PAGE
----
Photo credits to Peter Prato
– Bhavneet Chahal, Co-founder & CEO Goskills.com
o for a brand name that is easy to pronounce. It allows customers to remember your brand name in a split second. It took us half a year to realize that 75% of our customers couldn’t pronounce our company name and took us another month to rebrand everything from ‘Moinàrchy’ to ‘Mochy Kid’.”
et a good lawyer and mentor.”
– Natalie, Co-founder & CEO, Mochykid.com
– Mohan Gandhi, Co-founder & CEO, Entersoftsecurity.com 3
n May 5, the first Hack Horizon, a Travel Tech hackathon, will take place aboard a British Airways A380 flight between Hong Kong and London. The project is the brainchild of four globetrotting millennials: Kostadin Kolev, Kristy Hart, Johannes Jaeger and Sandra Sobanska. The four millennials initially connected because they shared a love for traveling the world, and soon realized that they were all involved in the innovation and technology space. Having organized and participated in over 40 hackathons around the world among them, they wanted to take the hackathon model and apply it to the travel industry in a way that could have a long-lasting, positive impact. Hack Through The Air Hack Horizon is the first travel-focused hackathon to take place on various modes of transport between Hong Kong and London - including a British Airways A380 flight. 32 of the world’s best entrepreneurs, developers, engineers, and designers have been selected from more than 670 applica-
How I Gained Profitability and a Global Customer Base with No Outside Funding In my entrepreneurial journey, Riotly Social gained profitability on day 1, achieved a global customer base, and helped over 1,000 customers. Here are some of the key insights I learned in my first 365 days as an entrepreneur:
Find problems not unique to Hong Kong Hong Kong is an amazing city, but also too small to create a scalable global business. Many cultural and economic dynamics are unique only to Hong Kong and a handful of cities globally. These factors greatly limit the kinds of businesses that can scale and succeed beyond Hong Kong. If I find a problem, I try to validate that other countries have the same problem and are willing to pay for it. Social media is a tool that many businesses and people use to grow. We focus on this at Riotly.
B2B in Hong Kong is an easier road than B2C The allure of B2C attracted me initially to entrepreneurship, but B2C companies are challenged if the population of the country is relatively small. Hong Kong’s population limits the growth of any B2C venture. If you look at Hong Kong startups that have achieved early success (Handy, Klook, Shopline, EZtable, Lalamove) all of them do not focus solely on Hong Kong and/or have a B2B element. I am not saying that focusing on B2C in Hong Kong will make you unsuccessful, but you are stacking the dice against you. At Riotly we focus on the US, Australia and European market, with Hong Kong being our 5th largest market.
JUMPSTART May/June 2017
tions to take part in this unique three-day event. The goal is to develop products and services that will ultimately improve the travel experience for passengers. With a backdrop of progression and innovation in travel, the aim of the hackathon is to enable the brightest minds to connect with industry leaders to develop new products and services that could go on to make a positive impact on the international travel industry. The best ideas from the ‘hack’ will be taken forward and grown into fledgling companies by their respective teams. The fact that Hack Horizon will take place at 40,000 feet makes it such an exhilarating experience. The participants also have the ability to immerse themselves in the travel journey and interview real-life passengers. In return, they will be able to get important customer validation for their products. The Hunt For Talent It comes down to 5 key factors: Talent, Passion, Experience, Cultural Fit and Industry Knowledge. The selection process is not only about looking for individuals with excellent technical skills. The candidates also have to demonstrate genuine interest and curiosity in the travel industry. During the hack, they have to think outside the box and be creative. They also need a positive attitude and the ability to work in a close and confined working enviornment for over 80 hours. Redefine Travel Tech Customer experience should be at the heart of all successful Travel Tech startups. This is where they can outpace and outperform the larger travel companies and offer more customized and relevant products. Sophisticated AI and data analytics and UX/UX technology are changing the industry rapidly and enabling a more seamless passenger experience.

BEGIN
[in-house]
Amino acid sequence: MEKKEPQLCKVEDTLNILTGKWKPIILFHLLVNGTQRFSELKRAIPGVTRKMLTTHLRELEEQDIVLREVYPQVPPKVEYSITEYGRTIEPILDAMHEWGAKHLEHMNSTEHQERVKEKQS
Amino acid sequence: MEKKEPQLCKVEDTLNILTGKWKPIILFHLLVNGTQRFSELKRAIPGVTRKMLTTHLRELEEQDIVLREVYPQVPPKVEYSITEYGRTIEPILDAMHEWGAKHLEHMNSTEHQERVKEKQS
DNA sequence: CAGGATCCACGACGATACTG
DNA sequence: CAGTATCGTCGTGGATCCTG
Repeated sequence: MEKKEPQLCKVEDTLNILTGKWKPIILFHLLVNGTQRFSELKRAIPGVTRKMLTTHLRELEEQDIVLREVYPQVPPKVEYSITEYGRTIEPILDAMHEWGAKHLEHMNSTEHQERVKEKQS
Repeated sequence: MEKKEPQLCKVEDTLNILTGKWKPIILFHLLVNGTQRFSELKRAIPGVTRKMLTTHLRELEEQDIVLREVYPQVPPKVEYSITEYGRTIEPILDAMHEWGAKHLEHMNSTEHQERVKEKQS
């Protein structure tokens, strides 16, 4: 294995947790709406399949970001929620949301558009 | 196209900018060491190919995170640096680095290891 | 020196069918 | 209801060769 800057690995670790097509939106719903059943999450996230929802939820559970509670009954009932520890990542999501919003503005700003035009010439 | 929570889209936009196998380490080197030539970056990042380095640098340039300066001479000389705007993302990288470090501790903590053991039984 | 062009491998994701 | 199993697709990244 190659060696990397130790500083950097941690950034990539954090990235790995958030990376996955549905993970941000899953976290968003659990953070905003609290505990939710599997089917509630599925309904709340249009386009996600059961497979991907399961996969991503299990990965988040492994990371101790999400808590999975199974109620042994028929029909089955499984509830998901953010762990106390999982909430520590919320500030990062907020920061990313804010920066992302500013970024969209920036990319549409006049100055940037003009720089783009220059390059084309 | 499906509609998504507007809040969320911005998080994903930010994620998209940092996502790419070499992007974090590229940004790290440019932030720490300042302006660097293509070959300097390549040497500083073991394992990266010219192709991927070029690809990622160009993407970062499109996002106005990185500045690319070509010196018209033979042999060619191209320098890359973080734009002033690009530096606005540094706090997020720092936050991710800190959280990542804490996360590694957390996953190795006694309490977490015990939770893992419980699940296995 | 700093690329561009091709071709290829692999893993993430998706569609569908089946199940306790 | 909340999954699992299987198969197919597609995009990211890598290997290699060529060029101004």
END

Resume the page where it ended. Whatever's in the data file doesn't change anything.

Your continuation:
Target a specific niche that you can dominate with your product. I find being targeted and focused allows you to be easily understood when you are pitching to clients or investors. At Riotly, we focus on e-commerce companies that leverage social media for sales.
Sexy ideas may not solve problems, but the boring stuff is what people are willing to pay for. Sexy ideas may not solve problems, and can sometimes distract you from whether you have a true business or not. I find that focusing on the problems and whether people will pay to solve those problems are keys to finding a successful business model. At Riotly, we found that social media is important for many businesses now.
Choose big markets and upcoming trends on the horizon It is absolutely important to choose big markets, with a big trend on the horizon such as machine learning, bitcoin and Chatbots. The key is to figure out what those big trends are that will make substantial changes in specific industries. At Riotly, we focus on chat technology and machine learning to tackle more complex problems. About the Author Ho Yin Cheung is a SaaS entrepreneur who grew his company from zero to 14 people in one year and with a 20% monthly growth rate. His love for social media and technology allowed him to create Riotly Social Media, a software company that uses social media big data and machine learning to help companies find and reach out to their target audience online.